The Role of the Judge
In the trial of a case, the jury selection and voir dire examination are just as critical to the outcome of the case as the presentation of the evidence. The change of a single juror in the composition of the jury could change the result. Ter Keurst v. Miami Elevator Company, 486 So. 2d 547 (Fla 1986) (Adkins, J. dissenting).
The trial judge presides over this critical part of the trial, and referees the questioning of the prospective jurors by the attorneys. In a civil case, the attorneys for the parties have the right to examine the jurors orally during voir dire, and additionally the court may ask questions as it deems necessary, “but the right of the parties to conduct a reasonable examination of each juror shall be preserved.” FRCP 1.431. “Even though trial judges may question prospective jurors, their role in jury selection must not impair counsel’s right and duty to question the venire.” Sanders v. State, 707 So. 2d 664, 668 (Fla. 1998) This can frequently result in some underlying tension between the trial judge and trial counsel during jury selection, and many excellent judges have been reversed for becoming overly involved in voir dire and/or limiting the attorneys’ questions of the panel.
As a bare legal principle, the trial judge does have discretion in determining the extent of counsel’s examination of prospective jurors, but the discretion is not unlimited. A trial judge abuses its discretion when it unreasonably limits counsel’s ability to conduct a “meaningful” voir dire, or when it imposes unreasonable time limitations or limitations on the number of questions during voir dire, or when it interjects itself into counsel’s voir dire without any objection from opposing counsel. See, Carver v. Niedermayer, 920 So. 2d 123 (Fla 4th DCA 2006); Mendez v. State, 898 So. 2d 1141 (Fla 5th DCA 2005); Campbell v. State, 813 So. 2d 540 (Fla 4th DCA 2002); Miller v. State, 785 So. 2d 662 (Fla 3rd DCA 2001); Brown v. State, 678 S0. 2d 910 (Fla 4th DCA 1996).
Judges should always be mindful that voir dire is the first opportunity the attorneys have to establish personal contact with prospective jurors and the only occasion they have to enter into a dialogue with jurors. It has been repeatedly observed that “prospective jurors do not respond in the same manner to inquiry by a judge as they do to questions by counsel,” and that when responding to a question asked by the judge a prospective juror is more likely to provide a response designed to “please the judge” than to be completely candid. See, Campbell, supra, Miller, supra, Mendez, supra. See also, How a Judge’s Voir Dire can Teach a Jury What to Say, Shuy, R., Georgetown University (Discourse and Society, Vol 6, No. 2, 207 – 222, 1995) — “the evidence is clear that the judge’s questioning style can cause jurors to change their positions during voir dire;” and Judge versus Attorney Conducted Voir Dire, Jones, S. Univ. of Alabama, (Law & Human Behavior, Vol. 11, Number 2 / June 1987) — “attorneys are more effective than judges in eliciting candid self-disclosure from potential jurors. Subjects changed their answers almost twice as much when questioned by a judge as when interviewed by an attorney. The judge’s presence evokes considerable pressure toward conformity to a set of perceived judicial standards among jurors, which is minimized during an attorney voir dire.”)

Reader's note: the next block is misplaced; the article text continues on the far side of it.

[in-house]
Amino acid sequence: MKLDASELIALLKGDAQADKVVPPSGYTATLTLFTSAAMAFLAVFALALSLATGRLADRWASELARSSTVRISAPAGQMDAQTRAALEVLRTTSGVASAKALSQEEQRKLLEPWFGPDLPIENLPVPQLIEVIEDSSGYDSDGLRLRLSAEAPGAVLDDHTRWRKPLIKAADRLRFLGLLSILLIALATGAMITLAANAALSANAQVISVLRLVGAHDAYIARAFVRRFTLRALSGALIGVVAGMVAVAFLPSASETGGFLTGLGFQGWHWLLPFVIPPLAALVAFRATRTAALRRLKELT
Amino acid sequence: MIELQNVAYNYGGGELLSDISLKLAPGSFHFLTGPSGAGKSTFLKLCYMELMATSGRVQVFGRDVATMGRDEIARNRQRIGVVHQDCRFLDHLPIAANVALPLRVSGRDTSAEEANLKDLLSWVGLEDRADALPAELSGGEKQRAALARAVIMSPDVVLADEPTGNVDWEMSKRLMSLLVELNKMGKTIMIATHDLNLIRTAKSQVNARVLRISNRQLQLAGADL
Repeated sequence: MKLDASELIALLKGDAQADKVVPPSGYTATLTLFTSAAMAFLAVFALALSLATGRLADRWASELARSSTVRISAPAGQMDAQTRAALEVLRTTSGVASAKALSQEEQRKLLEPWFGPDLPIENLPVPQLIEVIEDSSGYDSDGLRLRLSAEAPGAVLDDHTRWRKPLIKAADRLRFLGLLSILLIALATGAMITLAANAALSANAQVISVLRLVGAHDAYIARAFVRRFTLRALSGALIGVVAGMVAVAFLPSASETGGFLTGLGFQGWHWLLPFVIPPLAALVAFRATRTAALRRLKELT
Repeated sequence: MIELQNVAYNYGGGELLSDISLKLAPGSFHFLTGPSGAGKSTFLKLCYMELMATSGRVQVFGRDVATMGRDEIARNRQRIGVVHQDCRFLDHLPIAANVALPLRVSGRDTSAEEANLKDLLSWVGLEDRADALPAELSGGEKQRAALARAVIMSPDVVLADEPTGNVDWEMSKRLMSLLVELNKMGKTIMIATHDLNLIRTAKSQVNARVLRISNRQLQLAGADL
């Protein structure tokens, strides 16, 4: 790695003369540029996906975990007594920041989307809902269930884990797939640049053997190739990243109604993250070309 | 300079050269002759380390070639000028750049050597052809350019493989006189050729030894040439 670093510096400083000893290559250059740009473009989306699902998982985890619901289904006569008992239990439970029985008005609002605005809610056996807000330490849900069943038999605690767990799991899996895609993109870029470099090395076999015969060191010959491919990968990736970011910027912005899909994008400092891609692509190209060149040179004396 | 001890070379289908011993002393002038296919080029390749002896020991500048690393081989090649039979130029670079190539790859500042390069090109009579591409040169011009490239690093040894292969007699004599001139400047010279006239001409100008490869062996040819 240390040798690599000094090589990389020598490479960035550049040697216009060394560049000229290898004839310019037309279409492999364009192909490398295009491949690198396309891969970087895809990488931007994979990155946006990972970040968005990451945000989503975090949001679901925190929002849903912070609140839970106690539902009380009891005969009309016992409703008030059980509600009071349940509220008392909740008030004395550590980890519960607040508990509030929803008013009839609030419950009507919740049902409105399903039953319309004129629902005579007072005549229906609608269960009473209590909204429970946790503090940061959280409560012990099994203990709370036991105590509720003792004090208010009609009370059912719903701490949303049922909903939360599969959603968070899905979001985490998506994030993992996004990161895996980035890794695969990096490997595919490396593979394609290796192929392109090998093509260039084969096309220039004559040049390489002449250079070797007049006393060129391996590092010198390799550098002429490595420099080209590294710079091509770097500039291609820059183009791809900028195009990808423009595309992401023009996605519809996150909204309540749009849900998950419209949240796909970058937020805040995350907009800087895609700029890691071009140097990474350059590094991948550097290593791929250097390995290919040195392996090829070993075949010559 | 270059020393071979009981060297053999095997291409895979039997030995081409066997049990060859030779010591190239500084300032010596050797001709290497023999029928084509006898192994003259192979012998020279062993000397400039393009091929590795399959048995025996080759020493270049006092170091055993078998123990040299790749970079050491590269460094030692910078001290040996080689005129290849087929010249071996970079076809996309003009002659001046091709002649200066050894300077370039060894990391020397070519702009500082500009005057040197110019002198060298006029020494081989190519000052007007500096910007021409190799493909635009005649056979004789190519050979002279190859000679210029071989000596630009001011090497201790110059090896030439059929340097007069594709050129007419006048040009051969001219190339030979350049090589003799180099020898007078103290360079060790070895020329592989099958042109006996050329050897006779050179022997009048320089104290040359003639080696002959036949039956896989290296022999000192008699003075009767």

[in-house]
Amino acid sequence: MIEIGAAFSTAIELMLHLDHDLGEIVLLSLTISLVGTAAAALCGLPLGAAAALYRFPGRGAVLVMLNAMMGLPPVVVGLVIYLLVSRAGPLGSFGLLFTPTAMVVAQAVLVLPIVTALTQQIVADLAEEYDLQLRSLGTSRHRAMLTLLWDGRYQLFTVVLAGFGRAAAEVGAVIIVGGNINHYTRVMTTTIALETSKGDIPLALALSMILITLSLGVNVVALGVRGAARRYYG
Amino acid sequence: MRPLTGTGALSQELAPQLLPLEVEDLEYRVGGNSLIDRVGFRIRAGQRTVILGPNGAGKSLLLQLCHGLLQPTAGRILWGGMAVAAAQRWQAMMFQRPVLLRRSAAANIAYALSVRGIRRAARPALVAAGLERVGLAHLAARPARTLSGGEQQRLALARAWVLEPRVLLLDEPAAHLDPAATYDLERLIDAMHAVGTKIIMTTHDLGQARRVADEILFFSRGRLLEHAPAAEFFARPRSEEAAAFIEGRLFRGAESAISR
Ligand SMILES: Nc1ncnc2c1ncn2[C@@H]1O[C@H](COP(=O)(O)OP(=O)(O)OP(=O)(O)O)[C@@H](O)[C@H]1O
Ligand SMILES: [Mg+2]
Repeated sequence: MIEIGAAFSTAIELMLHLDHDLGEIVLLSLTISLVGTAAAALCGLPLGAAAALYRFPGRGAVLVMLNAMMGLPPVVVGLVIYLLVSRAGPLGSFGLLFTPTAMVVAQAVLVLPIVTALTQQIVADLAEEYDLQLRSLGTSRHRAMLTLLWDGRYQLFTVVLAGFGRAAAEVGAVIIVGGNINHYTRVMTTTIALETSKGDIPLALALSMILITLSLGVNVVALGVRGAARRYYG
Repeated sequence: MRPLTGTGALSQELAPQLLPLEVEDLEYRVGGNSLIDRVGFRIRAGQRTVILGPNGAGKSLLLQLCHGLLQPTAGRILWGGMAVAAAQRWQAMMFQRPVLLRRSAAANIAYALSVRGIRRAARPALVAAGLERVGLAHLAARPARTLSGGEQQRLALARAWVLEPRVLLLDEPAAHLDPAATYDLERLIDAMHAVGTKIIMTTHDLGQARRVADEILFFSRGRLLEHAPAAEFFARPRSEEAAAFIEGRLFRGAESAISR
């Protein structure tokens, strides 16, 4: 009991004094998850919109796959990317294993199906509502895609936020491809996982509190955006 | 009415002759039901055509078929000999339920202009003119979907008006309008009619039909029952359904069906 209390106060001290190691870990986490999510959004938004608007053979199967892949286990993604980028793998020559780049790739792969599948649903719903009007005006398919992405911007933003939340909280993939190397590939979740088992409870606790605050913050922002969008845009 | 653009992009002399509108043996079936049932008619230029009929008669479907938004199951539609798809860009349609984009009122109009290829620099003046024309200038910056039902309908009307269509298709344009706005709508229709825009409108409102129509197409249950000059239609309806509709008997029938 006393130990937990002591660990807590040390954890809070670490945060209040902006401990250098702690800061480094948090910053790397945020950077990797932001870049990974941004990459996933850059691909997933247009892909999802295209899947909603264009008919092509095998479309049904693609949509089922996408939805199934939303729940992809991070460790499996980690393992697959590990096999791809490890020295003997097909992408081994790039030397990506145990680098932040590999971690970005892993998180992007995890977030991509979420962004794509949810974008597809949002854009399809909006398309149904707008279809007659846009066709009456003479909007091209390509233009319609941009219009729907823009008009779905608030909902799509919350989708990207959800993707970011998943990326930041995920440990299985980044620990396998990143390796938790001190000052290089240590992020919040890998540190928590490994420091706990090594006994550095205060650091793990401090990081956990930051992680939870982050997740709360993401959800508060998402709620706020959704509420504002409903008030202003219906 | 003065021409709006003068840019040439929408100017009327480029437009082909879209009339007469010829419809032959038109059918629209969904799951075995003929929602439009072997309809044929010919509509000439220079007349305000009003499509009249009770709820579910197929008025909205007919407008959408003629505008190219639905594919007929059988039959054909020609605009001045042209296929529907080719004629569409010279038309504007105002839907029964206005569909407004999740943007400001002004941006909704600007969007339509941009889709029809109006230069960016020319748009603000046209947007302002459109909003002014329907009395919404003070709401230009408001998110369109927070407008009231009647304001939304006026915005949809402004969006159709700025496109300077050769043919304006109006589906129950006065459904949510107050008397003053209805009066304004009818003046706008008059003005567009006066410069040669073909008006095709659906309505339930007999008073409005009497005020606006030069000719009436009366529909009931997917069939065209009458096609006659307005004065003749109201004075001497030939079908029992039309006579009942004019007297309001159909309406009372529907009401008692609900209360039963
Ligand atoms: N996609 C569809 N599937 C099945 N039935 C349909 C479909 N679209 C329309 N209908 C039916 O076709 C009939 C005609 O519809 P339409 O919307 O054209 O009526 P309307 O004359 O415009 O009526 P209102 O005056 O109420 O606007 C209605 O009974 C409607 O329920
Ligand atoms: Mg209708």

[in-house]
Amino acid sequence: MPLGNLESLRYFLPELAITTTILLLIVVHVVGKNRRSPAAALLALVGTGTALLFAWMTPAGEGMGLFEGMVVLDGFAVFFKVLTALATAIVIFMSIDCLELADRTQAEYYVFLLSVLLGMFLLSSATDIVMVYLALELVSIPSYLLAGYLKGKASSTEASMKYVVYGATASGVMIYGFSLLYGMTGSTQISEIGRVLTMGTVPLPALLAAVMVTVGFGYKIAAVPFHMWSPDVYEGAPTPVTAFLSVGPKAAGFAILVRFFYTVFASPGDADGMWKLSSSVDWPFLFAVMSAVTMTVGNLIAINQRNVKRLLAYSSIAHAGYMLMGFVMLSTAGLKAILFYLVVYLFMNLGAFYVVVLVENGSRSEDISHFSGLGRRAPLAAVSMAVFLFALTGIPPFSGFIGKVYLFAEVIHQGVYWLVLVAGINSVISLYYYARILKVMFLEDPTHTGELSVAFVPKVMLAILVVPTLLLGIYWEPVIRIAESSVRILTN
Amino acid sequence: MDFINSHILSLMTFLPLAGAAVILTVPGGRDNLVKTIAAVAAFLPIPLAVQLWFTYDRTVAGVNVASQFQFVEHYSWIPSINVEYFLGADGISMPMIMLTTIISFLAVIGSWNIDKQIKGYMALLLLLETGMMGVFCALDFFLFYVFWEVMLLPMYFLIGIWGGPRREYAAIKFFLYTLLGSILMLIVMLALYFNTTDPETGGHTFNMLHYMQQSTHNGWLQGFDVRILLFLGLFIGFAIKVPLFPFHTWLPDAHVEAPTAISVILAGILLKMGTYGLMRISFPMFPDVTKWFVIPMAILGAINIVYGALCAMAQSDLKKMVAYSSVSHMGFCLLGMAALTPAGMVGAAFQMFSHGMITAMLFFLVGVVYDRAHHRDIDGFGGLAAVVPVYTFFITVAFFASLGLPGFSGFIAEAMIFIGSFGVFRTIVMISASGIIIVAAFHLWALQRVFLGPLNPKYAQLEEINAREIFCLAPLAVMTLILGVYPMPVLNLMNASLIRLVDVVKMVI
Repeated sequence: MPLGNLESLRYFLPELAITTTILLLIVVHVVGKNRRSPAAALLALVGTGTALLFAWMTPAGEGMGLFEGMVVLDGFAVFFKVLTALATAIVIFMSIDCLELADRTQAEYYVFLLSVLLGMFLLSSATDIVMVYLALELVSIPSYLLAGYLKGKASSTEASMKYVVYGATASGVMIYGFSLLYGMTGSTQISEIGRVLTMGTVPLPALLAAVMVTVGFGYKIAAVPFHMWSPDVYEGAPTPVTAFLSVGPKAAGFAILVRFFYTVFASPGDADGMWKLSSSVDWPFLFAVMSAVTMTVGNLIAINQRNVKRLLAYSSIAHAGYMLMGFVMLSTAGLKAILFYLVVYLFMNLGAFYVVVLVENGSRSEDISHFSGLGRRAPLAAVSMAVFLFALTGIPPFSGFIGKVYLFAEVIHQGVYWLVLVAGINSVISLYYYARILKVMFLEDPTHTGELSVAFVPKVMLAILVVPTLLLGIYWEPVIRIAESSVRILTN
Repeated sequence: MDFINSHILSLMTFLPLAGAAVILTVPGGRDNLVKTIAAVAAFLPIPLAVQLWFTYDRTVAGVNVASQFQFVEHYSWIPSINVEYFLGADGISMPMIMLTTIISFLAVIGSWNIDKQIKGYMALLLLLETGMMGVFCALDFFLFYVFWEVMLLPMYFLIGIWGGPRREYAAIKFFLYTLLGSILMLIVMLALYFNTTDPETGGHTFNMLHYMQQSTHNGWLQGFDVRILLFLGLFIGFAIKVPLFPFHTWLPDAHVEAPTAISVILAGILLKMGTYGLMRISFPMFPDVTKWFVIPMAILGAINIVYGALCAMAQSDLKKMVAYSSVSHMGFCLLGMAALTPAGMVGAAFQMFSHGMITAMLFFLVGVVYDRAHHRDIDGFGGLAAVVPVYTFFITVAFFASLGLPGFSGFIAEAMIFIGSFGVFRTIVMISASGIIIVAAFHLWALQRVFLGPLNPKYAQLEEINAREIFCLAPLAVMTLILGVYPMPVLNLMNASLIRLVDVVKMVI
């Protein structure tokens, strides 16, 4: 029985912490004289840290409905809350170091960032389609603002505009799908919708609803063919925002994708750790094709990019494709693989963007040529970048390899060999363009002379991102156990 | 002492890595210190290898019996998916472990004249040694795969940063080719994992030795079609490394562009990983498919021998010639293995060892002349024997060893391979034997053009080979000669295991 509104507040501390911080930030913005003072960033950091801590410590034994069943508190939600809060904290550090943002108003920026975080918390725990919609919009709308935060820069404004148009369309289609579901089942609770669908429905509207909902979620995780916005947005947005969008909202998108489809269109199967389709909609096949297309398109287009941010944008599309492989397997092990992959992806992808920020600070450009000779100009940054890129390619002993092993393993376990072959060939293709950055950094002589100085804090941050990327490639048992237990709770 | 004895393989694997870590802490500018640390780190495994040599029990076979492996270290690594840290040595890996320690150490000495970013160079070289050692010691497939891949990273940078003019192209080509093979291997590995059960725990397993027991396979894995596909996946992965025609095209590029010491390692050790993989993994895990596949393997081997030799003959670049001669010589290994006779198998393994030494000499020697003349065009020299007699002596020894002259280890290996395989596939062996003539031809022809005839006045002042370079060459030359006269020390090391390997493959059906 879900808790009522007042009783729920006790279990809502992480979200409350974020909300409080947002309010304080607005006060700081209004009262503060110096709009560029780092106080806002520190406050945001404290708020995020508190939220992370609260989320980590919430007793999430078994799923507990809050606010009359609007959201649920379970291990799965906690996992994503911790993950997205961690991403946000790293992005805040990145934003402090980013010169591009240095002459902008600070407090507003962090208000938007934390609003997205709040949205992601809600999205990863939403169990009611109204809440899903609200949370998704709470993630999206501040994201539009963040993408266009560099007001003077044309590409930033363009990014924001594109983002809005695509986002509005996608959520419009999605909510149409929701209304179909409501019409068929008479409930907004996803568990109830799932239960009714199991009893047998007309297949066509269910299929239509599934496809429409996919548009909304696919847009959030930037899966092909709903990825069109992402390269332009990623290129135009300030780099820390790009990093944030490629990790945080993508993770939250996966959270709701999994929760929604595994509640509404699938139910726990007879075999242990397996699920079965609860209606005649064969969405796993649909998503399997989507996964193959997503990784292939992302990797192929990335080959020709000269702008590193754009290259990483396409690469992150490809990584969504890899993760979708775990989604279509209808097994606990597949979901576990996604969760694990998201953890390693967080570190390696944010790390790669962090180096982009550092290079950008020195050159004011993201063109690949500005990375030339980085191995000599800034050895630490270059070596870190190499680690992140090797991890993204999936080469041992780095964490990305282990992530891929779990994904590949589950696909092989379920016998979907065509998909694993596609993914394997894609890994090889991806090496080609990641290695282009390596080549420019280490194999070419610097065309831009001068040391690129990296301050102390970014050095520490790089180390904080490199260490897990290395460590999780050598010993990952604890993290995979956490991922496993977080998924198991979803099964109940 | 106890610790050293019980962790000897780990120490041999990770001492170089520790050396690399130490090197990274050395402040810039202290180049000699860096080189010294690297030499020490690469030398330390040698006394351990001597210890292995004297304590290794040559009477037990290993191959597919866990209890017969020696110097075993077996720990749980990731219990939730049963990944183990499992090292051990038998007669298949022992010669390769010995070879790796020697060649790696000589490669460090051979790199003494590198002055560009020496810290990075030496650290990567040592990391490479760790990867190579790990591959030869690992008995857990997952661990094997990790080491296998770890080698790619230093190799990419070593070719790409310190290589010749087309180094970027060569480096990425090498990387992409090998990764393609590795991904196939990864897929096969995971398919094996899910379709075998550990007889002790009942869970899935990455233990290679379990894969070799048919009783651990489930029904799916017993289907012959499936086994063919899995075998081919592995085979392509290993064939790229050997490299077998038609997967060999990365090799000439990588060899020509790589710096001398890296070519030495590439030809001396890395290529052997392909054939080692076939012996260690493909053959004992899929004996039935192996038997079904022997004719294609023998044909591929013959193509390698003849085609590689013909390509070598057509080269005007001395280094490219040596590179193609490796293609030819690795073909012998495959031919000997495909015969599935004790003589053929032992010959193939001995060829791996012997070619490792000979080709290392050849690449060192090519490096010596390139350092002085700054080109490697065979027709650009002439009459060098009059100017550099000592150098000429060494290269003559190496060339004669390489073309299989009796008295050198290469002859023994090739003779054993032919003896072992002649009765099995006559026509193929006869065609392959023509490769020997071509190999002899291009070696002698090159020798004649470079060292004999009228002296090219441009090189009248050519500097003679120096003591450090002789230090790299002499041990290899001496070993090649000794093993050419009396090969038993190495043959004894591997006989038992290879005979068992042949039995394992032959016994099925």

Because jurors respond differently to lawyers than to the judge, it is fundamental that the trial judge must allow counsel adequate time to question the panel to ascertain latent or concealed prejudgments by prospective jurors, and to inquire into core areas of the case, even if the court and opposing counsel have already thoroughly inquired into those areas.
And a trial judge should rarely, if ever, interject itself into the midst of counsel’s voir dire exam if there is no objection from opposing counsel. As noted by the Fourth District Court of Appeal in Brown, supra, “We feel constrained to add a final observation. It is clear that the trial judge interjected himself into the defense counsel’s voir dire examination of jurors and final argument without any objection from the prosecutor. While it is certainly true that a trial judge has the power to take such action even in the absence of an objection from the opposing lawyer, it should be exceedingly rare to do so. Repeated interjections without objection can recast the judicial role from impartial adjudicator to an apparent advocate for the party foreswearing objection. The occasion authorizing such judicial action should thus be both singular and intolerably offensive.” Brown at 913. If a judge improperly interjects him or herself into the trial when there are no objections from the other side, it can result in the judge being removed from the case. See, Ramos v. Casey, 35 FLW D2086 (Fla 5th DCA 2010) (holding that trial judge’s sua sponte making evidentiary objections in personal injury case during plaintiff’s case-in-chief was reversible error and required removal of judge) , and Spencer v. State, 615 So. 2d 688 (Fla. 1993) (holding that trial judge’s sua sponte excusal of jurors for allegedly having low IQ’s was reversible error.)